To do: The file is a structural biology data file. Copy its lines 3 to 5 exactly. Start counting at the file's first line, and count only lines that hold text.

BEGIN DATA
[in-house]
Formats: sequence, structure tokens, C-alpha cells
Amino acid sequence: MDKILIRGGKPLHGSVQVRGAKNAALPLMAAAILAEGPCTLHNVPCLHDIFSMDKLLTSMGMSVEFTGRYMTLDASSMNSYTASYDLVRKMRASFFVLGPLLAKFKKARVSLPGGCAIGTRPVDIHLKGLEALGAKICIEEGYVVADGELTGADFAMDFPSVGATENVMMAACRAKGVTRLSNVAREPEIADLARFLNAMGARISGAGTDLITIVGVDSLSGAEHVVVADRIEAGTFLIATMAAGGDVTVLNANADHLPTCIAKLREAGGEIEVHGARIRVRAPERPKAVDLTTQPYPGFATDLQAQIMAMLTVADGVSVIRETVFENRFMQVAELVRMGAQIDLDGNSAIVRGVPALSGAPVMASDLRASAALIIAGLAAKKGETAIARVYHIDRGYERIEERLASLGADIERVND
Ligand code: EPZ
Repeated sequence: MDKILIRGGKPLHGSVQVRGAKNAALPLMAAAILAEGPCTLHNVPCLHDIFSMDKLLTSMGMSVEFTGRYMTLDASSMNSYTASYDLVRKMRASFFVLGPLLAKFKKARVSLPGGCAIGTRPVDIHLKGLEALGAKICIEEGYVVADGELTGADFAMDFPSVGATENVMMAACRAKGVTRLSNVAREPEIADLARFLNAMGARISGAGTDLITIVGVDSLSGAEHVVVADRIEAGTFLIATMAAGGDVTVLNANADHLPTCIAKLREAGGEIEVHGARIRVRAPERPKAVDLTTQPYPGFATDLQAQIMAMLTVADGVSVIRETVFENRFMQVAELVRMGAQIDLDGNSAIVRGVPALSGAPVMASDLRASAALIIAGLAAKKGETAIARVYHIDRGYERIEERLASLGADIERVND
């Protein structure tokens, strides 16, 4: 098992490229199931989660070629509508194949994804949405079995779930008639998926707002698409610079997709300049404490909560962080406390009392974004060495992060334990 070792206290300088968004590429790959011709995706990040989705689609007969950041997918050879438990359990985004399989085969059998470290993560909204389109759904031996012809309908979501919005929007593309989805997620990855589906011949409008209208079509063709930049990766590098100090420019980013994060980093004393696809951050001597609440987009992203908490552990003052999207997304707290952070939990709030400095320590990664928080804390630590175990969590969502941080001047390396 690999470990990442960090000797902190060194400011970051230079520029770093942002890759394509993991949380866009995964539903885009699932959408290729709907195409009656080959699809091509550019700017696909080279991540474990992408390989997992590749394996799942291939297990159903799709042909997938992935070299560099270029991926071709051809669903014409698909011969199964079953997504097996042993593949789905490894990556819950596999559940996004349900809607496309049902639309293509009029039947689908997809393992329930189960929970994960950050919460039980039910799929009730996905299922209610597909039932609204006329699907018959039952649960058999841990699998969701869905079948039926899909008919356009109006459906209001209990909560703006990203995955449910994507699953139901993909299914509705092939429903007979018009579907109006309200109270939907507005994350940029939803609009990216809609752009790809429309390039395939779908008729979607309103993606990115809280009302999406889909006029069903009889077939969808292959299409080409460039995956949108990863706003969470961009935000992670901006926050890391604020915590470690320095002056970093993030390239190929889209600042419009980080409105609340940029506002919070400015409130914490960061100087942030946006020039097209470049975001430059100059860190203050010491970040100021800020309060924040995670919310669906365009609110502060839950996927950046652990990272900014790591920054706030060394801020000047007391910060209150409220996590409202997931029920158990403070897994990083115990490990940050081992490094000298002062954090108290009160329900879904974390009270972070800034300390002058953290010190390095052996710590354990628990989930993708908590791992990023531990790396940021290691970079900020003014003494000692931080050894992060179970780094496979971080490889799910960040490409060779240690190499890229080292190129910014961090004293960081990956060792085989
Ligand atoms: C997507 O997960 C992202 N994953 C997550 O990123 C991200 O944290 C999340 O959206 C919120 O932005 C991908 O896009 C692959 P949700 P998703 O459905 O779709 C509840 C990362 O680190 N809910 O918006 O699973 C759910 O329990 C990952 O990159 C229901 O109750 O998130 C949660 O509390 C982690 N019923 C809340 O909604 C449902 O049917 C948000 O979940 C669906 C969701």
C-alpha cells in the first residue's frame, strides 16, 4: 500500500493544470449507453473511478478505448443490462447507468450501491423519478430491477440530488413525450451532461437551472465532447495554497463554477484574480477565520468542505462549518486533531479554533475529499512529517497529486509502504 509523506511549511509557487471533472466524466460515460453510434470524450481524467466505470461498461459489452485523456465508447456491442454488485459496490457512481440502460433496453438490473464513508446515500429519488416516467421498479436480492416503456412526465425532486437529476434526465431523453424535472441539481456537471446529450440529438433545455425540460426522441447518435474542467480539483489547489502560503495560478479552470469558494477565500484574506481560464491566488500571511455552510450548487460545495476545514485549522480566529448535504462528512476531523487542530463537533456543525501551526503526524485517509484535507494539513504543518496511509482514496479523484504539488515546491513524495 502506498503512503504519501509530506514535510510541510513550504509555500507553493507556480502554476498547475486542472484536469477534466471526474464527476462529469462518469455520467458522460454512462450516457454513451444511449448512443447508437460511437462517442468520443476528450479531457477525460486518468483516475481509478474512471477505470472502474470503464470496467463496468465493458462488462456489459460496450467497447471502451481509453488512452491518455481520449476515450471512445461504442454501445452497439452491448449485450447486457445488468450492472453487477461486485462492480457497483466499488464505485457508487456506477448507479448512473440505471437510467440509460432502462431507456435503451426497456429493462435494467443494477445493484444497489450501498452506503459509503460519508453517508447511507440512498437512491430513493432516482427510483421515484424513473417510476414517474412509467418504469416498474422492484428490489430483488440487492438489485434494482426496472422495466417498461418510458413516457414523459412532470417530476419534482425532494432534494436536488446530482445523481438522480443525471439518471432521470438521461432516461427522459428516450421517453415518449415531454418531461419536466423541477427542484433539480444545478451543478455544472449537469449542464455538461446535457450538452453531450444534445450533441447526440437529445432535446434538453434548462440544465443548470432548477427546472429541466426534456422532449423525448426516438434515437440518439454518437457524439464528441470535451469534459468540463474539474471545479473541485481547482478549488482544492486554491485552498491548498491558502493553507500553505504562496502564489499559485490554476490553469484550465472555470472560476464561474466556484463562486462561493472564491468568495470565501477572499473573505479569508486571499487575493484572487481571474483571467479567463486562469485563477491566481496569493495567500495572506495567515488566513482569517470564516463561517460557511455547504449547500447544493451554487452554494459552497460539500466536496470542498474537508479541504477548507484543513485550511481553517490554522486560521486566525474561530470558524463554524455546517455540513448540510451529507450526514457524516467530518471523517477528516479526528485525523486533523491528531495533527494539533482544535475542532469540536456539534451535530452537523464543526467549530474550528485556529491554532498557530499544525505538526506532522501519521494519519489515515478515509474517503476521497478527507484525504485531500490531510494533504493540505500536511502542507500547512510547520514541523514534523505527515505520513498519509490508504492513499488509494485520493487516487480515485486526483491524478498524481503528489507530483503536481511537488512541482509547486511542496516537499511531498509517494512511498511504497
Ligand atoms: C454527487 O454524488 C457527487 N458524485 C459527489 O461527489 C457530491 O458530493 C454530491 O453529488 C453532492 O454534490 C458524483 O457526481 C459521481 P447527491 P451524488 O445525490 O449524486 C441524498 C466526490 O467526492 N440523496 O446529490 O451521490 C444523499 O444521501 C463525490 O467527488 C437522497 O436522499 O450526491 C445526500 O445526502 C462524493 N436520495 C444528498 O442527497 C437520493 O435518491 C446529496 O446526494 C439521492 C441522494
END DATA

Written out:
Amino acid sequence: MDKILIRGGKPLHGSVQVRGAKNAALPLMAAAILAEGPCTLHNVPCLHDIFSMDKLLTSMGMSVEFTGRYMTLDASSMNSYTASYDLVRKMRASFFVLGPLLAKFKKARVSLPGGCAIGTRPVDIHLKGLEALGAKICIEEGYVVADGELTGADFAMDFPSVGATENVMMAACRAKGVTRLSNVAREPEIADLARFLNAMGARISGAGTDLITIVGVDSLSGAEHVVVADRIEAGTFLIATMAAGGDVTVLNANADHLPTCIAKLREAGGEIEVHGARIRVRAPERPKAVDLTTQPYPGFATDLQAQIMAMLTVADGVSVIRETVFENRFMQVAELVRMGAQIDLDGNSAIVRGVPALSGAPVMASDLRASAALIIAGLAAKKGETAIARVYHIDRGYERIEERLASLGADIERVND
Ligand code: EPZ
Repeated sequence: MDKILIRGGKPLHGSVQVRGAKNAALPLMAAAILAEGPCTLHNVPCLHDIFSMDKLLTSMGMSVEFTGRYMTLDASSMNSYTASYDLVRKMRASFFVLGPLLAKFKKARVSLPGGCAIGTRPVDIHLKGLEALGAKICIEEGYVVADGELTGADFAMDFPSVGATENVMMAACRAKGVTRLSNVAREPEIADLARFLNAMGARISGAGTDLITIVGVDSLSGAEHVVVADRIEAGTFLIATMAAGGDVTVLNANADHLPTCIAKLREAGGEIEVHGARIRVRAPERPKAVDLTTQPYPGFATDLQAQIMAMLTVADGVSVIRETVFENRFMQVAELVRMGAQIDLDGNSAIVRGVPALSGAPVMASDLRASAALIIAGLAAKKGETAIARVYHIDRGYERIEERLASLGADIERVND